A finding upholding Tennessee’s law will likely prompt red state legislatures to test the waters with ever more expansive laws restricting trans rights, just as they did with abortion over the last several decades. It’s not outside the realm of possibility that at least some states may look into bans on adult gender-affirming care should they win the day here with SCOTUS. We know that trans kids and their families are migrating away from their childhood communities to safer harbours in blue states and even trans-friendlier countries, and we could see the same domestic trans refugee phenomenon among adults as well.

“Americans have to constantly rely on nine government officials with lifetime appointments and no accountability to the public.”

At the same time, the court’s conservatives could dial in their firebrand state legislative colleagues by slapping down this ban, however unlikely that may be. I find it hard to trust John Roberts or Neil Gorsuch with my people’s future.

While thinking about this case and the court system and how we have to constantly rely on nine government officials with lifetime appointments and no accountability to the public, I find myself even more frustrated with the government system we have, and the complete abdication of responsibility with the legislative branch.

On one hand, we shouldn’t even be in this situation: we should have passed the Equality Act years ago when it was repeatedly passed in Democratically held U.S. houses. In those years, the Equality act—which would grant queer and trans people full legal protection under civil rights law, including in medical systems—was filibustered by conservative senators. Democrats could have killed the filibuster to prevent a potential trans doomsday at the Supreme Court and consistently chose not to, with Senate majority leader Chuck Schumer failing to muster enough votes to do so.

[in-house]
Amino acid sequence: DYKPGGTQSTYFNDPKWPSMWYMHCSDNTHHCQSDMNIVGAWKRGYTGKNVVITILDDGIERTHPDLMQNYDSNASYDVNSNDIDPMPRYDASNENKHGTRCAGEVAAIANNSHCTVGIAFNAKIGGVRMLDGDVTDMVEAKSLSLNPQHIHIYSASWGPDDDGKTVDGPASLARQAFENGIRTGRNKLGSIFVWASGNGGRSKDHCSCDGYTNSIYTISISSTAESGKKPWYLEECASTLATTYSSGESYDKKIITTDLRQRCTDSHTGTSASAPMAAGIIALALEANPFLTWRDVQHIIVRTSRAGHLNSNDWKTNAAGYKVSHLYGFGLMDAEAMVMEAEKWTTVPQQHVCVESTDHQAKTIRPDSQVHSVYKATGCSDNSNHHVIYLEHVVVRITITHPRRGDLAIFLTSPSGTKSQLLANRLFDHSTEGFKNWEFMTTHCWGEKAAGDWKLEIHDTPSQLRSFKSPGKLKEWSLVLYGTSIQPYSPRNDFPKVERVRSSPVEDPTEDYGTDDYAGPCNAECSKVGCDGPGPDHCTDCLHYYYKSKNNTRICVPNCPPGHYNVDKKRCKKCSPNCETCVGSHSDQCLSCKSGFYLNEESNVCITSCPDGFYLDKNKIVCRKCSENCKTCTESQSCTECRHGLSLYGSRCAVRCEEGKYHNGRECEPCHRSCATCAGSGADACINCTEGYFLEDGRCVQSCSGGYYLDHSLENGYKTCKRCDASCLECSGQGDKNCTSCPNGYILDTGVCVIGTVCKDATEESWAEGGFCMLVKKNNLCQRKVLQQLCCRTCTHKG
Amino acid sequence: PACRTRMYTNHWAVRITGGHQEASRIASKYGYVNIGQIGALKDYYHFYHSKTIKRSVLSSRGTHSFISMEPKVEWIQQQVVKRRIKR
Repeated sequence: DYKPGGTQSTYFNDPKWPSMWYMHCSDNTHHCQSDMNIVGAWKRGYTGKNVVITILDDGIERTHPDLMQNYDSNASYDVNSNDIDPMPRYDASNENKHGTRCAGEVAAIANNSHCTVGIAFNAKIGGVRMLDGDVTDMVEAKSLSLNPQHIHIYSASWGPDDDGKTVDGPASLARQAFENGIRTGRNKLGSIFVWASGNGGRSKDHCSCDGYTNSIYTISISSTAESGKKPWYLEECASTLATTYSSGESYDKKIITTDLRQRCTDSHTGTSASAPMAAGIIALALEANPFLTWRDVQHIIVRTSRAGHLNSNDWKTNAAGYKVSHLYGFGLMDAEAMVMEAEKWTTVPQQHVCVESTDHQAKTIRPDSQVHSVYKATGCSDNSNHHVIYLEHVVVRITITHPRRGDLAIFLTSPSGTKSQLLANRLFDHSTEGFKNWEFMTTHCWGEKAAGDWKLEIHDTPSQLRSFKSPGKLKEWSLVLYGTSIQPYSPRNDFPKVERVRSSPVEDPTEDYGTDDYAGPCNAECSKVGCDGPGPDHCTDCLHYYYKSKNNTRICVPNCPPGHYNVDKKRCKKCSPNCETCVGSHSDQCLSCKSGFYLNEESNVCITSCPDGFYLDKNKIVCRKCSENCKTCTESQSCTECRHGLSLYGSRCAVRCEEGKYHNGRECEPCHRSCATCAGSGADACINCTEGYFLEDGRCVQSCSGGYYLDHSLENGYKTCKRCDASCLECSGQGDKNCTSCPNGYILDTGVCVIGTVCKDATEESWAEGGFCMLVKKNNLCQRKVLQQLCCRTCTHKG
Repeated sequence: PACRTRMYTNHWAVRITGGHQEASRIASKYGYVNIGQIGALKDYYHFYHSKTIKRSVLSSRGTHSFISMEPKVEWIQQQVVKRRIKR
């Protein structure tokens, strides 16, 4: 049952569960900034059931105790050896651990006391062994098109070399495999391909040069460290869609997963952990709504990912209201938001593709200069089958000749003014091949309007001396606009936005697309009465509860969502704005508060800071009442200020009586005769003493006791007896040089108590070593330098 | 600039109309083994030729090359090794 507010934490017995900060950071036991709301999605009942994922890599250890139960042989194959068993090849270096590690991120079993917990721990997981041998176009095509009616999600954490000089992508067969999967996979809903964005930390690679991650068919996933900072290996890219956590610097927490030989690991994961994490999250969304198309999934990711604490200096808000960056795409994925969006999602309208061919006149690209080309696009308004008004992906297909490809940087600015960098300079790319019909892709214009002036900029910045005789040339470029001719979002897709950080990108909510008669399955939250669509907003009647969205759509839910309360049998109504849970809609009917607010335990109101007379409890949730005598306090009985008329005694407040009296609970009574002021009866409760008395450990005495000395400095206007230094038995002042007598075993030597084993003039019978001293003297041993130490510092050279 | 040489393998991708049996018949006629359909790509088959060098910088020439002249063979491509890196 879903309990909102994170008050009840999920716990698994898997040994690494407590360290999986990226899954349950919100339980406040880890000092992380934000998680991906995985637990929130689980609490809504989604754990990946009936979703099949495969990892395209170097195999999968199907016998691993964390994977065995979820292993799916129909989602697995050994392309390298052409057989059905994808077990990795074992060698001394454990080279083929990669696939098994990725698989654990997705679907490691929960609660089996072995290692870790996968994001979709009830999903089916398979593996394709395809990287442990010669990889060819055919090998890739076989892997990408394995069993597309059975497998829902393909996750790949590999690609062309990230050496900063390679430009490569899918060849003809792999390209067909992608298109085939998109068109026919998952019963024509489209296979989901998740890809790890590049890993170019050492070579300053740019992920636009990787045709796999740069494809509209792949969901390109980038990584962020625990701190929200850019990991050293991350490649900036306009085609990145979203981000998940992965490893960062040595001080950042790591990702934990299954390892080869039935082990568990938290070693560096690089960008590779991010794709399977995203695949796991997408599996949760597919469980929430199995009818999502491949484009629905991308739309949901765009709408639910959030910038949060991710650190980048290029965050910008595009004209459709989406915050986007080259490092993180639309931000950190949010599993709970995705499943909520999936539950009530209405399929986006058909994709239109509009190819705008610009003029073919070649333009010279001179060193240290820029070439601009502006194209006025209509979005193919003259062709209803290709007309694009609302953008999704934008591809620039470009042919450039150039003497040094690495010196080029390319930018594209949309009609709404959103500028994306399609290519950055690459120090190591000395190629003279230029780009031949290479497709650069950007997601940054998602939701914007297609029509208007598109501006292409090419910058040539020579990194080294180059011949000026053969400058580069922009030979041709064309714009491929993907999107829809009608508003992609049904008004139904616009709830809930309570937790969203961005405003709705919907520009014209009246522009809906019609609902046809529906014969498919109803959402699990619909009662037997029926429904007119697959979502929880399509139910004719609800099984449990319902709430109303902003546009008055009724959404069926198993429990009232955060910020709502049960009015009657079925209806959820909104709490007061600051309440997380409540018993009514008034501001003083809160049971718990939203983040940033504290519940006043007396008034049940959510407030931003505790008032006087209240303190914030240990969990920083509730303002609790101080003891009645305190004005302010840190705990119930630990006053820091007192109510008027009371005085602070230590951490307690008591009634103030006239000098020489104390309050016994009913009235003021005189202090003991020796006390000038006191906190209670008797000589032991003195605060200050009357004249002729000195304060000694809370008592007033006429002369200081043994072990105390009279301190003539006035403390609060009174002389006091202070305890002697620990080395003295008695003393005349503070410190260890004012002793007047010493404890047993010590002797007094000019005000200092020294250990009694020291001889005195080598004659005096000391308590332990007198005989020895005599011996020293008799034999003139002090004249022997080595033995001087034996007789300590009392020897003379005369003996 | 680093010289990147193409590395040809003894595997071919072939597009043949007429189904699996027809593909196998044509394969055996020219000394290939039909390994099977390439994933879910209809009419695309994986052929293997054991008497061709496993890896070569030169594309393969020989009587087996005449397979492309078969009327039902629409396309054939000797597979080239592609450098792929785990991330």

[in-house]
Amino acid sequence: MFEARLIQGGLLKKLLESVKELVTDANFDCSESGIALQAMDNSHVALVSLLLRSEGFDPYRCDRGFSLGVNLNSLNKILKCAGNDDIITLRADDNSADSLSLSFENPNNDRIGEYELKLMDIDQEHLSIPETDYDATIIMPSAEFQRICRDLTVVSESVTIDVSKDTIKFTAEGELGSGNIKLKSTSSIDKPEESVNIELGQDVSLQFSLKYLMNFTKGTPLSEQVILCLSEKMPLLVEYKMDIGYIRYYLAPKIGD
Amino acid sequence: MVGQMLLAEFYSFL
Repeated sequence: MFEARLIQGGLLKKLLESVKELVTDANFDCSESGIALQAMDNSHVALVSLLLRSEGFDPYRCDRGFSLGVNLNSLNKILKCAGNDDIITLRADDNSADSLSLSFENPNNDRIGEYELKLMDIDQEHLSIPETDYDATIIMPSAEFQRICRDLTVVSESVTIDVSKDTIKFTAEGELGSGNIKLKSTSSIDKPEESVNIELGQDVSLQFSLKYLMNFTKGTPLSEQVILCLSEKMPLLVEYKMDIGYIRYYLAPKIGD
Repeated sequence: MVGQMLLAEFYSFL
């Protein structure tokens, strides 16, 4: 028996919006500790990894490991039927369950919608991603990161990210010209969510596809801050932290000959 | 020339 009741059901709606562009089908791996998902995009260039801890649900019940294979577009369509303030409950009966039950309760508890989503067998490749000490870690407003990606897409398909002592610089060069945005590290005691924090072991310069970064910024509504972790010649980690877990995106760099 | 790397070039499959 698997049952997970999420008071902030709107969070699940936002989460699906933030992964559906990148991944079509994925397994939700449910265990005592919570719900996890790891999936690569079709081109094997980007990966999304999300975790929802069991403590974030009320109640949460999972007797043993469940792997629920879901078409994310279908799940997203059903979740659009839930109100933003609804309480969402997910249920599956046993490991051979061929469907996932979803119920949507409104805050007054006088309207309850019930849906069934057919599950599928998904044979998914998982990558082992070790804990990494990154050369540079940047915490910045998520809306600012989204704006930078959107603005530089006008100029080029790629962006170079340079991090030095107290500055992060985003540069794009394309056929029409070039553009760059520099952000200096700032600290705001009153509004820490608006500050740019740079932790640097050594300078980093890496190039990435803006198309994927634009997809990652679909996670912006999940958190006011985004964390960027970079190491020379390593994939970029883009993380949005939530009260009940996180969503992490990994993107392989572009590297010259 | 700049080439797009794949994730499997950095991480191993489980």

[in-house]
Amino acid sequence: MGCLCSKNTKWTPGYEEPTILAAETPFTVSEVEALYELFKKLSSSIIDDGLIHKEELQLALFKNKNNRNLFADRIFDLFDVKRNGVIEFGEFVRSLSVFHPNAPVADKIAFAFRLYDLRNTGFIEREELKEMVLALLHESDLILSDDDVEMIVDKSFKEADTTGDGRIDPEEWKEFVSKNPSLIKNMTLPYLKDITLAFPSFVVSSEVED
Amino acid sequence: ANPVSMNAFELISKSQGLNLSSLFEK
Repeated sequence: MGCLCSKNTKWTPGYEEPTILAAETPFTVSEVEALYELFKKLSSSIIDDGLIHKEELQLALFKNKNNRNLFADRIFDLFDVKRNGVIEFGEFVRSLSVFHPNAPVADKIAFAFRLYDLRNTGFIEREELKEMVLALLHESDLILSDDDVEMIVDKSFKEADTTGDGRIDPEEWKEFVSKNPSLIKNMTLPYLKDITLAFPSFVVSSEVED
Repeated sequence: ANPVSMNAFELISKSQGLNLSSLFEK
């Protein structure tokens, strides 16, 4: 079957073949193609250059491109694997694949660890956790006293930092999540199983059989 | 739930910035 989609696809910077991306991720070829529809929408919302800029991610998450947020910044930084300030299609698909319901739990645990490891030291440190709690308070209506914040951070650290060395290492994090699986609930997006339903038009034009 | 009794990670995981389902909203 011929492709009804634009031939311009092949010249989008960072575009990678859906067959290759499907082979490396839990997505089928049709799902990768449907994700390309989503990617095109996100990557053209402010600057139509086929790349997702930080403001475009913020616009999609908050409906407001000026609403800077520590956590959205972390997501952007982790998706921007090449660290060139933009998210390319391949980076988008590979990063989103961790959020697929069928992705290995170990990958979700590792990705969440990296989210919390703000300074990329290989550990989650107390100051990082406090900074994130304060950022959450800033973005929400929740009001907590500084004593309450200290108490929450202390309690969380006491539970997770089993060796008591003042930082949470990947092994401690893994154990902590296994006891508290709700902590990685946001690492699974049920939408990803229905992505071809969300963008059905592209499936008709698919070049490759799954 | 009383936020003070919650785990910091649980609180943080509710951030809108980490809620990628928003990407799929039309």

On the other hand, even killing the filibuster could potentially have negative repercussions for trans people should Republicans get another trifecta in the House, Senate and White House. Without the filibuster, there would be nothing stopping conservatives from repealing the Equality Act themselves and introducing their own draconian restrictions nationwide. This would leave trans people in a different sort of legal limbo, at the whims of whoever controls the government at the time.

So instead we wait and dread what the nine cis justices have in store for us when they make their decision later this year. In the meantime, we need to support those most affected by these bans. They need our support no matter how SCOTUS decides. Local trans organizations will be amongst the first stops that families new to an area will turn to, and we should donate to them. Look for outspoken local politicians fighting on trans people’s behalf. We may be waiting for doom, but we can still fight and support those who need our help.

Katelyn Burns is a freelance journalist and columnist for Xtra and MSNBC. She was the first openly trans Capitol Hill reporter in U.S. history.